Off Topic Messages

Defining Judicial Activism in America

Fri Sep 16, 2005 7:58 pm

.
Last edited by EagleUSA on Tue Feb 02, 2016 4:52 pm, edited 1 time in total.

Sat Sep 17, 2005 12:26 am

I love how the libs say that Justice Thomas is the most activist because he has voted to strike down the most laws. They never investigate further to see whether or not the laws are really unconstitutional.
A law against flag burning was struck down with Scalia as a deciding vote(Texas vs. Johnson). The left don't claim that as judicial activism, because they agreed with the effects of the decision(allowing flag burning), not really caring about the deeper constitutional arguments.
Ironically that case was simply prosecuted wrong. The flag burner had stolen the flag he destroyed, yet was not prosecuted for that aspect of the crime...

Sat Sep 17, 2005 2:04 am

Too often "judicial activism" is a paraphrase for a decision that does not agree with my ideology.

However, I disagree with the contention that anything that is not explicitly written in the constitution is not intended. I think that completely negates the role of the judiciary which is not supposed to be subservient to the other two branches of government but a co-equal. The Founding Fathers wanted room for interpretation by implication. There is a lot left out. The First Amendment says "congress shall pass no law... abridging freedom of speech or the press." Yet what constitutes speech is never defined.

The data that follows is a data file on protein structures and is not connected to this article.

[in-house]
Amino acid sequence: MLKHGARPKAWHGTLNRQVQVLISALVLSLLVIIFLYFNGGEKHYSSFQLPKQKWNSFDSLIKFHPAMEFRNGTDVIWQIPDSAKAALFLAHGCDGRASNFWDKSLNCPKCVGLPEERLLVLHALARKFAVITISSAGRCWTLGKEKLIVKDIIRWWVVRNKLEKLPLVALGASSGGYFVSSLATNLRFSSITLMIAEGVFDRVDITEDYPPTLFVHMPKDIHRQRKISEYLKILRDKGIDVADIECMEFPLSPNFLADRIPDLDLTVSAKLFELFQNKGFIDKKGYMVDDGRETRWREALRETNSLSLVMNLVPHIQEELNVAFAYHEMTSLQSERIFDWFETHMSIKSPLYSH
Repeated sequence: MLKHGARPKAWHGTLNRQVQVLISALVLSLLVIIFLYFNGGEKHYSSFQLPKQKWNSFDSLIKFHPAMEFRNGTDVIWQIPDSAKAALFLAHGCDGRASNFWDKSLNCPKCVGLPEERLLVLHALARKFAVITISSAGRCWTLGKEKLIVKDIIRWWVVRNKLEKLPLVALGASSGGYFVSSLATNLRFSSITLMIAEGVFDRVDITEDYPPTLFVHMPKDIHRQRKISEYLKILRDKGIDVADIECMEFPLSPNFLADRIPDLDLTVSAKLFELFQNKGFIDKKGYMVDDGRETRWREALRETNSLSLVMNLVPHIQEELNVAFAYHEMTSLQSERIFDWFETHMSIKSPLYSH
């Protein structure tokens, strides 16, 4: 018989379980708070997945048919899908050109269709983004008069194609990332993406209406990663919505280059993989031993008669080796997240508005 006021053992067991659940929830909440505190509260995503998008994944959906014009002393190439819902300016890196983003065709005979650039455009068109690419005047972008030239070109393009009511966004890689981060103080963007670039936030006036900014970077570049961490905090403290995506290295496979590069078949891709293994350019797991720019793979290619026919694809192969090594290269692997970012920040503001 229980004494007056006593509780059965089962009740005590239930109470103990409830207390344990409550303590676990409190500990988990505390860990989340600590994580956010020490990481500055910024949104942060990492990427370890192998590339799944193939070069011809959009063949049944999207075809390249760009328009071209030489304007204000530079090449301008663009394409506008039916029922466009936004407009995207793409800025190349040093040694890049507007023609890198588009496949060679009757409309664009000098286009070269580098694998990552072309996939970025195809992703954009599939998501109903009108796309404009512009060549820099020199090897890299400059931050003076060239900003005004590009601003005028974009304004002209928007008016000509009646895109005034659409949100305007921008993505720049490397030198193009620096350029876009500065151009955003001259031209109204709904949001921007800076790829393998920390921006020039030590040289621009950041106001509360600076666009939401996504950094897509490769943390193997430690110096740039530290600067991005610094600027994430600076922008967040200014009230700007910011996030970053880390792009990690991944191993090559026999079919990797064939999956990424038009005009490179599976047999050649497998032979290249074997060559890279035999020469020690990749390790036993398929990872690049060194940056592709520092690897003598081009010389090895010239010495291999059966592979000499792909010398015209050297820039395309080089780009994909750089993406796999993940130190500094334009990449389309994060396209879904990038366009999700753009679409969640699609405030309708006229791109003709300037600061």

There is room for interpretation and courts since the beginning of the country have largely agreed with that.

For instance, we are often told the Constitution contains no right for privacy. That's true. There is nothing explicitly mentioning privacy. However, if you look at the first four amendments and the ninth amendment, all of these relate to privacy issues. I don't think it's judicial activism to assume that there is a right to a privacy when half of the Bill of Rights indicates that intent.

The issue is also confused because a lot of "so-called" judicial activism (I say so-called because I don't want to make a judgement advocating or dismissing any decisions) has been at the state level and those judges are reacting first to what's in the state constitutions which is often a very different gorilla.